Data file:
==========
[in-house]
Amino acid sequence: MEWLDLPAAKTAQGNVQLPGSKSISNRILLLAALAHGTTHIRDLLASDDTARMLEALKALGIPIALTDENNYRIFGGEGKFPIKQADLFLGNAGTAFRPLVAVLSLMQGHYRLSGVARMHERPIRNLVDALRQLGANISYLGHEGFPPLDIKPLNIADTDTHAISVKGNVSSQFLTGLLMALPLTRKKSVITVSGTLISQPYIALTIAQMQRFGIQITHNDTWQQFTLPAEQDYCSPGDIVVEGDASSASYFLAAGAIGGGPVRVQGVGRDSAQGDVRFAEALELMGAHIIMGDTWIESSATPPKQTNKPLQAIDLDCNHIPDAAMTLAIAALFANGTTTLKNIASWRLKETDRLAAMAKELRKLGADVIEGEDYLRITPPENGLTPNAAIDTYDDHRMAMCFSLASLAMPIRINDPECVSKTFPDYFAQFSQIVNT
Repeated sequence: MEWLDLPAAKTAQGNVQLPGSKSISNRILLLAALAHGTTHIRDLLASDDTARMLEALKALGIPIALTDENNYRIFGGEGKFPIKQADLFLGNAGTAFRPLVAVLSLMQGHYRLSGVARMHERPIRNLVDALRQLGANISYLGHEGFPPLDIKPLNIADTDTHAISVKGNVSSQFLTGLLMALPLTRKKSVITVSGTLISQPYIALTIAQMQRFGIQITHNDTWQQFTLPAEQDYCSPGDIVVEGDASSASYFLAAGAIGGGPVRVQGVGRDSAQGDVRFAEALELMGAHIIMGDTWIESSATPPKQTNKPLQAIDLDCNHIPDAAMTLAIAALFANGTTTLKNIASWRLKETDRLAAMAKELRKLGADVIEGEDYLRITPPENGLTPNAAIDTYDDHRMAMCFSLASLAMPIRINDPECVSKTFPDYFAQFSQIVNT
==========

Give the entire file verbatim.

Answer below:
[in-house]
Amino acid sequence: MEWLDLPAAKTAQGNVQLPGSKSISNRILLLAALAHGTTHIRDLLASDDTARMLEALKALGIPIALTDENNYRIFGGEGKFPIKQADLFLGNAGTAFRPLVAVLSLMQGHYRLSGVARMHERPIRNLVDALRQLGANISYLGHEGFPPLDIKPLNIADTDTHAISVKGNVSSQFLTGLLMALPLTRKKSVITVSGTLISQPYIALTIAQMQRFGIQITHNDTWQQFTLPAEQDYCSPGDIVVEGDASSASYFLAAGAIGGGPVRVQGVGRDSAQGDVRFAEALELMGAHIIMGDTWIESSATPPKQTNKPLQAIDLDCNHIPDAAMTLAIAALFANGTTTLKNIASWRLKETDRLAAMAKELRKLGADVIEGEDYLRITPPENGLTPNAAIDTYDDHRMAMCFSLASLAMPIRINDPECVSKTFPDYFAQFSQIVNT
Repeated sequence: MEWLDLPAAKTAQGNVQLPGSKSISNRILLLAALAHGTTHIRDLLASDDTARMLEALKALGIPIALTDENNYRIFGGEGKFPIKQADLFLGNAGTAFRPLVAVLSLMQGHYRLSGVARMHERPIRNLVDALRQLGANISYLGHEGFPPLDIKPLNIADTDTHAISVKGNVSSQFLTGLLMALPLTRKKSVITVSGTLISQPYIALTIAQMQRFGIQITHNDTWQQFTLPAEQDYCSPGDIVVEGDASSASYFLAAGAIGGGPVRVQGVGRDSAQGDVRFAEALELMGAHIIMGDTWIESSATPPKQTNKPLQAIDLDCNHIPDAAMTLAIAALFANGTTTLKNIASWRLKETDRLAAMAKELRKLGADVIEGEDYLRITPPENGLTPNAAIDTYDDHRMAMCFSLASLAMPIRINDPECVSKTFPDYFAQFSQIVNT